Did we need another grant?
Typically, grants stimulate demand by incentivising homebuyers to bring forward their purchasing decision. In the case of HomeBuilder, the Morrison government hoped their $25,000 grant would incentivise homeowners to bring forward their start date for construction.
Program Director of Household Finances at the Grattan Institute, Brendan Coates, offered an alternative to the grant model. “Funding social housing won’t boost house prices or provide windfalls for developers. It will do more to keep construction workers on the job, while also helping some of our most vulnerable Australians.”
Speaking at the recent Economic Society of Australia’s National Webinar Series on Housing Affordability, Saul Eslake, respected independent consulting economist and former Chief Economist at ANZ, made some interesting points;
- Between the census’ of 1947 and 1966, Australia’s population grew faster than it has done in the last 25 years – Australia’s five biggest cities increased in size by 53%.
- During this period, the house price to income ratio remained stable at three, and homeownership rates increased from 52% to 72% – today, the ratio is six, and homeownership has fallen to 67%.
Australia was able to dramatically increase its population without the subsequent spike in house prices because Mr Eslake believes federal, state and local governments focused on lifting the supply of housing. During the 1950s alone, governments directly built one in five homes.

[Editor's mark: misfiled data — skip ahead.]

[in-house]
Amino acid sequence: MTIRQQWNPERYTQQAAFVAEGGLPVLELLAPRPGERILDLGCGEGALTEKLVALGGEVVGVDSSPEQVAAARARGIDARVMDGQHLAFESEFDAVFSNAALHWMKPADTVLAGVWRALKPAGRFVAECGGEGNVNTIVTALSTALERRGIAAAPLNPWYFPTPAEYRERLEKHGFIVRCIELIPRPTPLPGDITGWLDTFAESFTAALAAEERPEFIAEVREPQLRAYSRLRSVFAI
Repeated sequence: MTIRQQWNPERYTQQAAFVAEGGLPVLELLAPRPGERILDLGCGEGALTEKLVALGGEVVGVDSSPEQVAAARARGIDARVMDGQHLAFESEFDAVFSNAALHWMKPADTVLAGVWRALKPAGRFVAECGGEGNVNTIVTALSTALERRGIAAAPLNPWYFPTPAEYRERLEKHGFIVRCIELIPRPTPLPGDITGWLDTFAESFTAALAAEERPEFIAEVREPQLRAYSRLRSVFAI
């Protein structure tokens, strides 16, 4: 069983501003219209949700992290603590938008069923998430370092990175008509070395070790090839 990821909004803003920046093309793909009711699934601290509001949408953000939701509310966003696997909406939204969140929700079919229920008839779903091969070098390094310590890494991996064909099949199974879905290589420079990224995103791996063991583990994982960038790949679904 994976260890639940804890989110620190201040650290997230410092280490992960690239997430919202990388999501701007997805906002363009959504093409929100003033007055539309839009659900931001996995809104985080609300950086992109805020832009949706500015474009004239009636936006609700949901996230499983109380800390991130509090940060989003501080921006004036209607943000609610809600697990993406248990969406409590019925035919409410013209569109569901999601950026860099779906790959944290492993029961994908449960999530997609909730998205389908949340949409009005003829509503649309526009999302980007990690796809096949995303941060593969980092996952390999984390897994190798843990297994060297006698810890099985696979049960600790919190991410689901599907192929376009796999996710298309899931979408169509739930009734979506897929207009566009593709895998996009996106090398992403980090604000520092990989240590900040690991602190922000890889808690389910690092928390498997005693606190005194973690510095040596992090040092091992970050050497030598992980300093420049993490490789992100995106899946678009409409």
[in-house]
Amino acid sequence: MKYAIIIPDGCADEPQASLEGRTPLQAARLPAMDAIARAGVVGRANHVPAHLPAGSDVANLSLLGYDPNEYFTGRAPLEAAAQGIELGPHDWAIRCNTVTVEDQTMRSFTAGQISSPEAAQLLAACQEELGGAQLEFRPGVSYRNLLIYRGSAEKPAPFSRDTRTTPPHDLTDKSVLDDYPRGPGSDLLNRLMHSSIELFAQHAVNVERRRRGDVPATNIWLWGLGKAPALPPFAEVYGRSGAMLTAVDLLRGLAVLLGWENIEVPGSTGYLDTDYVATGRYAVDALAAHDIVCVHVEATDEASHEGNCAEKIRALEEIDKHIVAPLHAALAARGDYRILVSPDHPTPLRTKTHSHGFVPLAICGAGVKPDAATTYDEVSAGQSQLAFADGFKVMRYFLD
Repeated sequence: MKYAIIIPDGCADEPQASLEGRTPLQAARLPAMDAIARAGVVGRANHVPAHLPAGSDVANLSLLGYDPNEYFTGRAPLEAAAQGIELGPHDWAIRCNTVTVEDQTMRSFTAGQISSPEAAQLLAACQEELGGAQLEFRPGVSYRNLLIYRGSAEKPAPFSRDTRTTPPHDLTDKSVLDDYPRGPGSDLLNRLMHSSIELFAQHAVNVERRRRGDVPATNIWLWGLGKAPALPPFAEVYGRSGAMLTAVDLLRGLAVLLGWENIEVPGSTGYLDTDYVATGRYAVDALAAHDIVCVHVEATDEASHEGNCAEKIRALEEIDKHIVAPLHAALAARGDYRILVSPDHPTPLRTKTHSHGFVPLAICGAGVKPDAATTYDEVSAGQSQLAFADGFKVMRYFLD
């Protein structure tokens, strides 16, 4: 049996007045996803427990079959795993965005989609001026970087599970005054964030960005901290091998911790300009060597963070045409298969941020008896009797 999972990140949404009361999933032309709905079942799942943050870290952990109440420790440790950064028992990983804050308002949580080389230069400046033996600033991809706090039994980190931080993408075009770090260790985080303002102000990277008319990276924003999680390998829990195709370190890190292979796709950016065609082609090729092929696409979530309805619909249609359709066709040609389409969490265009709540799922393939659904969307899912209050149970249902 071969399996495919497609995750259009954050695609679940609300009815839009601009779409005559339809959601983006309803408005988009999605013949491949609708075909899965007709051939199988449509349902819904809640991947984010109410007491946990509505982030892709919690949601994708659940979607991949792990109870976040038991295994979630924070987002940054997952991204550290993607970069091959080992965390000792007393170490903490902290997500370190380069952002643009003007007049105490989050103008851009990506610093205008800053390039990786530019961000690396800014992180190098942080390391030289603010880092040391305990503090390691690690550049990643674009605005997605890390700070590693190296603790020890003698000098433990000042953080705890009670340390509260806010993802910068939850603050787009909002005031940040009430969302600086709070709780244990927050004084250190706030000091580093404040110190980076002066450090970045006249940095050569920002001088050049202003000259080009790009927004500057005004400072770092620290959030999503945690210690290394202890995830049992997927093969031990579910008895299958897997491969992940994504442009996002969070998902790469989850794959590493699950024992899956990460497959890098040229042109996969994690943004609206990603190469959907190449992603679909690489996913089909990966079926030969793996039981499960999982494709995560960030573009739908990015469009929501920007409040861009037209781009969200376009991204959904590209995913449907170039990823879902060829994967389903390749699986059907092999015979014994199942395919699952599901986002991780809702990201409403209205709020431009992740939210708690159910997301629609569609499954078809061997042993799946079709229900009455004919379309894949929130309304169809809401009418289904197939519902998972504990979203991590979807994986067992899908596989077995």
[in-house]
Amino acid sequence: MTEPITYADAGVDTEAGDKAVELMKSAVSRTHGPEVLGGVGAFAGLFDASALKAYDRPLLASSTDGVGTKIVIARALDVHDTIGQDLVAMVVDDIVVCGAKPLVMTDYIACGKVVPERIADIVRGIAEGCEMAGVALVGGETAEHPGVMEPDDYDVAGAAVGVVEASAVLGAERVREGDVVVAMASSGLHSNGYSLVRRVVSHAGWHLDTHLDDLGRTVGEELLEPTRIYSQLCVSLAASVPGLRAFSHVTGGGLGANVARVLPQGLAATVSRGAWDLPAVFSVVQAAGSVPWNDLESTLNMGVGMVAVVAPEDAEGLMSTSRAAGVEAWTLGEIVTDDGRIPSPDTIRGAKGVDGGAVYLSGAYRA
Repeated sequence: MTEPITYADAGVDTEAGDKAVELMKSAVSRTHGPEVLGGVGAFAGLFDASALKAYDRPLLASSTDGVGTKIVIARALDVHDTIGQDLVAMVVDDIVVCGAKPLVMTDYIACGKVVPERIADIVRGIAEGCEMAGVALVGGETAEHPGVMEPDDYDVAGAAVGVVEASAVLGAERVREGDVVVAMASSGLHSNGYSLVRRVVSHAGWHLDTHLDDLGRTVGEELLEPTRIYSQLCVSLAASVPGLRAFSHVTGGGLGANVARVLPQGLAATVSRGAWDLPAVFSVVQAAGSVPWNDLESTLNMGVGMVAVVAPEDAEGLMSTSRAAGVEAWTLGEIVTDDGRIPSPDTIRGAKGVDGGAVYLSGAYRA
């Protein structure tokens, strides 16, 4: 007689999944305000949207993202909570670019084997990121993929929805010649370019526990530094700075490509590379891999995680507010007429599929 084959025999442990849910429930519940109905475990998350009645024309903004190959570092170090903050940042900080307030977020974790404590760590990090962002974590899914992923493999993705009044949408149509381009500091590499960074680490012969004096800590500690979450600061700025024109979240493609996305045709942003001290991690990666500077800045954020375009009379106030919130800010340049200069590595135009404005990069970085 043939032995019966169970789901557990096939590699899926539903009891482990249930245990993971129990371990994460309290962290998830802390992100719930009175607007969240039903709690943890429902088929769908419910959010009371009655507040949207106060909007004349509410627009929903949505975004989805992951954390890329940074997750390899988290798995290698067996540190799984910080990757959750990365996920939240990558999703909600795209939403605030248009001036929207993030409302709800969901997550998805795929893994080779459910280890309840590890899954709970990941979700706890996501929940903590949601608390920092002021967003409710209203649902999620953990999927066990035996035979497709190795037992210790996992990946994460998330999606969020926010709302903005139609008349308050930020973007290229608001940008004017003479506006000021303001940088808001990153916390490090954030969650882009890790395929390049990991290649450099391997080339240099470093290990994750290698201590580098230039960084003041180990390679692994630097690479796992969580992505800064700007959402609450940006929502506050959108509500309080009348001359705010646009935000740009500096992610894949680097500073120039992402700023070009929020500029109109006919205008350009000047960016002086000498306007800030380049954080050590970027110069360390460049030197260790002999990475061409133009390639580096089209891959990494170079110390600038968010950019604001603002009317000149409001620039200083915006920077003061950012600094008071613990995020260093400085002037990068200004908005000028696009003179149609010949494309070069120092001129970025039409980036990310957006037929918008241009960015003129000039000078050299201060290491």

In Mr Eslake’s view, the “rot set in” when the Menzie’s government took to the 1963 election a home savings grant policy. Since then, governments have preferred to focus on policies that increase the demand for housing and have paid less attention to boosting supply.
Since the GFC, state and federal governments have been responsible for launching the First Home Owners Grant, stamp duty concessions, the First Home Loan Deposit Scheme and the First Home Super Saver Scheme.
Mr Eslake’s view is that these grants have done little to improve housing affordability. He argues that the First Home Owners Grant should be renamed the Second Home Vendor’s Grant, and the HomeBuilder Grant should be renamed the Builder’s and Land Developer’s Profit Margin Enhancement Grant as these groups benefitted substantially more from the introduction of these grants than the intended parties.
Tax policy has also played a significant role in increasing demand. Negative gearing and capital gains tax concessions have made housing an attractive proposition for investors. And these two policies often give them a distinct advantage when bidding against first-home buyers.